I’m a bit under the weather, so Koko and I had only a brief encounter with the natural world this morning. Still, we were out there long enough to watch the sky shift from starry black to violet, make eye contact with a pueo that landed on a telephone wire and enjoy the fragrance of mock orange blossoms wafting on the humid air.
So I’m not complaining, although I see The Garden Island today provides yet another account of a tourist insistent upon voicing his displeasure with Kauai.
It’s a little bit hard to feel sorry for this man, in part because even though he’d heard accounts of thefts at Kipu Falls he still left valuables in his rental car.
And then there’s his annoying way of referencing how much money he and his wedding party allegedly spent on Kauai — he pegs the total at a quarter-million — and the important people who were in attendance — higher ups of big companies like Smith Barney, Morgan Stanley and Deutsche Bank — as if we could give a rip and that makes any difference in the overall scheme of things.
But Antonio “Tony” Dettori apparently feels his investment ought to have gotten him better service from the cops. He criticizes KPD mightily for failing to launch an APB or identify the alleged suspect based on a snapshot that shows the backside of a shirtless man who looks like thousands of other guys on this island.
“Something is amiss over there,” Dettori said.
“This case does not look good in the uncorrupted local eyes or the family and friends of all my guests; doesn’t bode well for Kaua‘i in general I think,” he said.
Then he gripes that the cops didn’t arrest the man he picked out of a photo lineup, even though the police had nothing to go on but Tony’s claim that the guy looked suspicious, and the second-hand account of unidentified tourists who allegedly saw the man walk away from Dettori’s rental car with something in his hand.
Sorry, Tony, but the law just doesn’t work that way. It doesn’t matter whether you’re visiting on Kauai or back home at Del Mar.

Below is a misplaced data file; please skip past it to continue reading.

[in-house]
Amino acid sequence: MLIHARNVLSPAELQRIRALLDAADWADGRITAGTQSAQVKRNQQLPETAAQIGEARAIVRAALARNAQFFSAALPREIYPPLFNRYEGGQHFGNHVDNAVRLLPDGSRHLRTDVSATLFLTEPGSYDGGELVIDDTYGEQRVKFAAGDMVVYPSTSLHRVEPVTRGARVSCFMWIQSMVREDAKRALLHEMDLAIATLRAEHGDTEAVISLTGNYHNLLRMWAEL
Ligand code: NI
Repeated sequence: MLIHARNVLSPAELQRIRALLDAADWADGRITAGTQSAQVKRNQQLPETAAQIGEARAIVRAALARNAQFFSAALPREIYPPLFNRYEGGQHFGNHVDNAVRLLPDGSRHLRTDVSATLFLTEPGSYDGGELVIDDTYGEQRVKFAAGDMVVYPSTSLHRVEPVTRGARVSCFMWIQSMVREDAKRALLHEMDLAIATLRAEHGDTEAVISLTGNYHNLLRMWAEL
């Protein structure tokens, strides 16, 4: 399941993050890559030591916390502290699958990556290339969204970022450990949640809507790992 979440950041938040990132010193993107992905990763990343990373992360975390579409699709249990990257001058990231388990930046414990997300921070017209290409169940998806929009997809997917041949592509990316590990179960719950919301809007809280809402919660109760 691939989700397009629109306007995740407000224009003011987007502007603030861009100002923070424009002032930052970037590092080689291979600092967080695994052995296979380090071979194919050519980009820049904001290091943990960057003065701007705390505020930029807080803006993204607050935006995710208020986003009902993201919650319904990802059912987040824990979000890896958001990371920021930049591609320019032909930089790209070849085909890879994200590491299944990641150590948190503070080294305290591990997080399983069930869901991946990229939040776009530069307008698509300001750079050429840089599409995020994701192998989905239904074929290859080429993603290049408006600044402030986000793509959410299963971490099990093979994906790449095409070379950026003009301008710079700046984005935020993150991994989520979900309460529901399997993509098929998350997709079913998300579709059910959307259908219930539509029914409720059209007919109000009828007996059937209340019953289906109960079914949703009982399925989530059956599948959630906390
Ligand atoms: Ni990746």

I can understand why visitors — or anyone — get upset when they’re victimized by the smash and dash crew or the boys siphoning gas from cars left at the end of the road. But I'm puzzled as to why this gripe is worthy of front-page coverage, even in The Garden Island.
Still, perhaps it does serve a purpose. When I see the shattered glass in the parking lot of my favorite beach, I often think, wow, are those guys really getting enough stuff to make this ongoing crime spree worthwhile? And now I know yes, thanks to tourists who refuse to heed the warnings, they are.
Speaking of favorite beaches, I’ve got a piece in The Hawaii Independent about a proposal for fencing at Larsen’s Beach that would result in the loss of a beach access there. It’s an interesting story, because it also brings up other longstanding issues, including liability concerns and the county’s often slack approach to recording public easements.
If you’re an advocate of beach access and/or especially like Larsen’s — which I believe is properly known as Ka`aka`aniu (and according to North Shore historian Gary Smith, Larsen’s is a complete misnomer because sugar man L. David Larsen didn’t have anything to do with that beach) — you might want to weigh in on the Conservation District Use permit that rancher Bruce Laymon is seeking to build the fence.
Written comments must be postmarked by Friday and sent to Samuel J. Lemmo, Administrator, Office of Conservation & Coastal Lands, Department of Land & Natural Resources, P. O. Box 621, Honolulu, HI 97809.
I find it puzzling that DLNR doesn’t accept email testimony. I mean, save a tree, get with the 21st Century, facilitate public participation, that sort of thing. Or maybe public participation isn't what the state wants.
And on that note, even though the Kauai-Niihau Island Burial Council is finally set to meet tomorrow after being without a quorum for lo these many months, the really hot topic — Brescia’s burial treatment plan — isn’t on the agenda.
Puzzling, that it's still not being dealt with, as meanwhile, construction continues…..